“No stauncher American, no abler and more disinterested public servant, and no finer natural soldier than [John] Purroy Mitchel was to be found in all our country.” Theodore Roosevelt
John Purroy Mitchel was “The Boy Mayor.” Elected in 1914 at the age of thirty-four, Mitchel holds the distinction of erroneously being called the youngest elected mayor of New York City. Despite his young age, Mitchel, the second youngest elected New York City mayor, rose to fame and won election as a reformer.
Mitchel attended Columbia College followed by New York Law School. Within a few years of graduating law school Mitchel was appointed the City Commissioner of Accounts. As the Commissioner, Mitchel discovered a protection racket involving the New York City Police Department. The investigation surrounding this racket brought down the the Bronx and Manhattan Borough Presidents. In 1909, Mitchel was elected President of the Board of Alderman during which time he drafted New York City’s first comprehensive budget. This budget was revolutionary because it included a full accounting of all of the City’s resources. In a crushing blow to the dominance of the corrupt Tammany Hall, Mitchel won the mayoral election in 1913, by a large plurality on a fusion ticket. Sadly, Mitchel was no match for the Democratic Machine, and by 1917, another Tammany puppet was back in City Hall.
After his defeat, Mitchel joined the Army Air Service. On July 6, 1918, thirteen days shy of his thirty-ninth birthday, Mitchel died in a training accident in Lake Charles, Louisiana. He died falling out of his airplane. It is thought that he had forgotten to fasten his seat belt and fell out while turning the plane upside down in a stunt. The following day The New York Times reported that “[o]ne of the mechanics had said…’It makes my hair stand on end to see Major Mitchel fly. He takes risks and seems to think nothing of it.'” Mitchel’s body was returned to New York, and he was buried in Woodlawn Cemetery.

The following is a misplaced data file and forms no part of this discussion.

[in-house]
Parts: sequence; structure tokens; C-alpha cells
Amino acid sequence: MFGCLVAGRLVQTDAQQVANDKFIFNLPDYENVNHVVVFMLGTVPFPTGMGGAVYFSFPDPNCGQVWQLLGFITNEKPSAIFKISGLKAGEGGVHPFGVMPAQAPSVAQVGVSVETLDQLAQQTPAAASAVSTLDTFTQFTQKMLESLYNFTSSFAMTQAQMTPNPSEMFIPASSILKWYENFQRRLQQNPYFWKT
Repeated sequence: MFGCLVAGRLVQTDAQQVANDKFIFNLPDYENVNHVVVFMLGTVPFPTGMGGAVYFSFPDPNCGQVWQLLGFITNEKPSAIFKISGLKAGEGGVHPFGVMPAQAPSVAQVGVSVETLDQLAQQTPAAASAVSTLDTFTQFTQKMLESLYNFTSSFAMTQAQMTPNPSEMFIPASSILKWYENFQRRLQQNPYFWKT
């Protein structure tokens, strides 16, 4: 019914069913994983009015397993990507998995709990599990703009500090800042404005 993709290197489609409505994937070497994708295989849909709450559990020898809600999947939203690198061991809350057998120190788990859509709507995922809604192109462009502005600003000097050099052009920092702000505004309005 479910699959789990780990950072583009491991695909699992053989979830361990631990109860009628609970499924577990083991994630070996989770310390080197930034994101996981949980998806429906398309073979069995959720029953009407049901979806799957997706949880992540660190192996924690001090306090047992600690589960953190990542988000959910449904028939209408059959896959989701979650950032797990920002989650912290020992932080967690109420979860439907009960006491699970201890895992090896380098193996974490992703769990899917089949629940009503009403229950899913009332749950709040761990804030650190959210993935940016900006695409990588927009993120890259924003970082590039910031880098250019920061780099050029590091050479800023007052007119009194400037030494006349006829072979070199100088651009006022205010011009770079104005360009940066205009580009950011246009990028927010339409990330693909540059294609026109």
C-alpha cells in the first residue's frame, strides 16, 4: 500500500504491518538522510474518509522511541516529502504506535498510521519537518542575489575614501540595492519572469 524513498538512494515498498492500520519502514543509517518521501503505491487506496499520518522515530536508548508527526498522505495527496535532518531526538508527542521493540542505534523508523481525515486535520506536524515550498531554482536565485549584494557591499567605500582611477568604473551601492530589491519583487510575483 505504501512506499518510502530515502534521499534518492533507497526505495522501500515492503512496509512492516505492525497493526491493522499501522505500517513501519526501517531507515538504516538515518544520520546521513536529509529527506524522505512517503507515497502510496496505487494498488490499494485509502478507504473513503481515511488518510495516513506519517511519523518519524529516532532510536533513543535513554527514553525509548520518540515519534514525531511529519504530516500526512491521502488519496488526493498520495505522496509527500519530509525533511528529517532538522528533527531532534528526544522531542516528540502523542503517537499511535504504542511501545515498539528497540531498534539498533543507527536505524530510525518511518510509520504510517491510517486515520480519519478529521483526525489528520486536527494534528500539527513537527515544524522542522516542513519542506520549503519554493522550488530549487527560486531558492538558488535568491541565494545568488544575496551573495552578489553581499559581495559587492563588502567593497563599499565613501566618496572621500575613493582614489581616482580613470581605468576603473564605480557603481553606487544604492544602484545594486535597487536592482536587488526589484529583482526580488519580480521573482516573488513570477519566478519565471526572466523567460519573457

Soldiers loading flag-draped casket of former New York City mayor John Purroy Mitchel onto wagon, with Theodore Roosevelt and other officials holding their hats in respect:
Mitchel left a lasting legacy for his scrupulous honesty and as an uncompromising idealist. As a result, New Yorkers responded to Mitchel’s death by creating a number of memorials in his honor. A Long Island Air Force Base was named in Mitchel’s honor as was a small Upper Manhattan park. The three most prominent memorials to Mitchel in New York City can be found at Columbia University, Central Park, and the main branch of the New York Public Library.
In 1919, the Columbia College class of 1899 presented a memorial in honor of their fellow classmate to the University. The memorial consists of a bronze tablet which was sculpted by Jo Davidson, a personal friend of Mitchel whose work can also be seen at the Four Freedoms Park. The tablet depicts a sitting Mitchel, in his Army uniform, looking towards biographical information. This memorial can be found on the west side of Hamilton Hall, which is located off of 116th Street and Amsterdam Avenue.
The memorial today:
Just through the Engineers’ Gate to Central Park, on the eastern embankment of Central Park’s Reservoir at 90th Street lies another memorial to John Purroy Mitchel. Dedicated in 1928, the memorial consists of a stele, bust, and ornamental wall. The stele was designed by architects Thomas Hastings and Don Barber and the bust was sculpted by Adolph Alexander Weinman.
The Central Park Mitchel Memorial:
The John Purroy Mitchel Memorial Flagstaffs are located on the plaza in front of the main branch of the New York Public Library. The intricately designed allegorical bases were designed by Carrere and Hastings as part of their original design for the library but were rededicated as a memorial to Mitchel in 1941. The northern flagpole memorialized Mitchel’s mayoral service with a plaque and the New York City flag and the southern flagpole was dedicated in honor of his military service accompanied by the United States flag.
The Bryant Park Mitchel Memorial: